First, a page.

Enterprise

Engineering graduate finds traction in garment business

FelixMwangi
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Summary

  • Fresh from college and with a diploma in civil engineering, Felix Mwangi thought he had what it takes to land work in this lucrative field, but he was wrong.
  • After dropping his resume to countless prospective employers, and being called by a few for interviews, he learned his resume was missing one vital detail; work experience.
  • Most firms were looking for a hire with at least five years working experience.

Fresh from college and with a diploma in civil engineering, Felix Mwangi thought he had what it takes to land work in this lucrative field, but he was wrong.

After dropping his resume to countless prospective employers, and being called by a few for interviews, he learned his resume was missing one vital detail; work experience. Most firms were looking for a hire with at least five years working experience.

And that is what dampened his spirits.

“Where does a freshman gain that work experience from?” Posed the 25-year-old.

His impressive academic credentials at that moment appeared worthless. It downed on him quickly that he was fighting for limited vacant places in a job market saturated with many qualified but unemployed graduates.

“I felt like I had pursued a wrong career course as I could not apply the learned skills to better use immediately.”

The close he came to garnering work experience was while on attachment with an engineering company.

A different career path

All seemed bleak, until a chance he got work at Trendy Links, a garment factory located in Bahati in Nakuru. His acquired skills would one day come in handy at this line of work and especially when the company was contracted by the Kitui county government to set up the Kitui County Textiles Centre (Kicotec).

“I’m a qualified driver and I began employ here as a bus driver, later moving to work in the organisation in garment making and learning the ropes fast. My civil engineering skills would be employed as well in solving problems as they arose,” he said.

He rose up the ranks and be promoted as the head of sales and marketing at the company.

The opportunity to be his own employer came when he was among the team members selected by the Trendy Links to help Kitui government set up its own garment factory.

“At the end of that contract, I had saved enough to be able to buy machines and materials and register my own garment making company that trades as Menengai Knitters, and located in Nakuru town.”

Today Menengai Knitters makes an array of branded attires for different industries with his target clients being schools, health and hospitality, security, NGOs, sports, and industrial sector.

With electioneering period around the corner, he is projecting to target politician for branded campaign merchandise.

Business hit a low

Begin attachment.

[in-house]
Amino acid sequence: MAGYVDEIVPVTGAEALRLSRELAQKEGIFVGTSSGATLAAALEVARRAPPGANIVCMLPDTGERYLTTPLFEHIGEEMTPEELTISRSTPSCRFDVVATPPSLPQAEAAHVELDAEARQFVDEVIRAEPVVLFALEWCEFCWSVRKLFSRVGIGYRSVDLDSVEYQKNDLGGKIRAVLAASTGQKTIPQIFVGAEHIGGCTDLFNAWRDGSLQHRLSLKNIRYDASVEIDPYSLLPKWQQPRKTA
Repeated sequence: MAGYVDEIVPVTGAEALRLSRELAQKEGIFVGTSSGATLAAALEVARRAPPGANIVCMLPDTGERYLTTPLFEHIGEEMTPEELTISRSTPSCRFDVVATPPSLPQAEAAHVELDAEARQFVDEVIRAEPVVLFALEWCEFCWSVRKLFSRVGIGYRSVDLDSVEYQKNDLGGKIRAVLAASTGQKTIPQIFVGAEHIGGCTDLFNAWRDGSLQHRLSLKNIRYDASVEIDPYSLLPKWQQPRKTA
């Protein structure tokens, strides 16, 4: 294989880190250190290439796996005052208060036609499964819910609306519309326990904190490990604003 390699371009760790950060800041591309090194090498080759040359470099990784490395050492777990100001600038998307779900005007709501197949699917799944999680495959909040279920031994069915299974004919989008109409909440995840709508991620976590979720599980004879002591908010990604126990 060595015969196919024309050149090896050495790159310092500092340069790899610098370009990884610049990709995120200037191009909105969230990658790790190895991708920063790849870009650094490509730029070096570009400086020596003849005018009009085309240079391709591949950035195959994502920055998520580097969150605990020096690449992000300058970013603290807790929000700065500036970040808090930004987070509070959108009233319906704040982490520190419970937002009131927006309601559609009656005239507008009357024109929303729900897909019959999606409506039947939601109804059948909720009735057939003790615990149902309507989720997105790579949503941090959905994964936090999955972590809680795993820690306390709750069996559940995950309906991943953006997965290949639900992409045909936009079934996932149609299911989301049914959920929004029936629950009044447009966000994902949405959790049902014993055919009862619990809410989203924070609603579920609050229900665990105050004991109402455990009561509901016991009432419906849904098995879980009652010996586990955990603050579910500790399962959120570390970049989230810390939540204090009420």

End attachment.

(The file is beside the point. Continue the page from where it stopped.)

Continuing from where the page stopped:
When the Covid-19 pandemic came, the business’s bottom margin hit the lowest. The lockdown did not help matters and he had to send workers home. Moreover, there were clients who had not cleared their debts, especially learning institutions when the pandemic was declared in the country.

“We had to adapt by moving to producing personal protective equipments and face masks as the business took a hit.”

But that did not mean a change for the better for the now three- year-old firm.

“I had to seek other ways to shore up the dwindling fortunes in face of the pandemic, including recently working as a driver ferrying ballast for the metre gauge railway rehabilitation.”

This was before relocating the company from Bahati to Nakuru town recently.

Cartels

He said it has been a tough business environment as head teachers in collusion with cartels have made the school uniform business their forte, locking out others.

“There has been hue and cry from parents about the exorbitant uniform prices from schools and uniform shops with head teachers directing parents and guardians to specific shops to source uniform.

At times I may stock a certain uniform with the aim of selling it to a given school, put on school logo only for the school head working with the cartels to interfere with it as in changing it to look differently and direct parents which specific shops to source uniforms from. That way, I’m left with dead stock bearing the old school logo.”

Then there have been other challenges from some of his clients who place bulk orders, but do not want to commit themselves in meeting the production costs.

“You may meet clients online who make orders only for them to disappear, and if the orders were already customised, there is no way you can reverse the customisations. This as a business loss. It pays to know your clients well before choosing to engage with them and in the process establishing business rapport with them,” he advised.

In terms of marketing strategies, he said he employs the use of social media platforms, on-point sales and referrals from customers.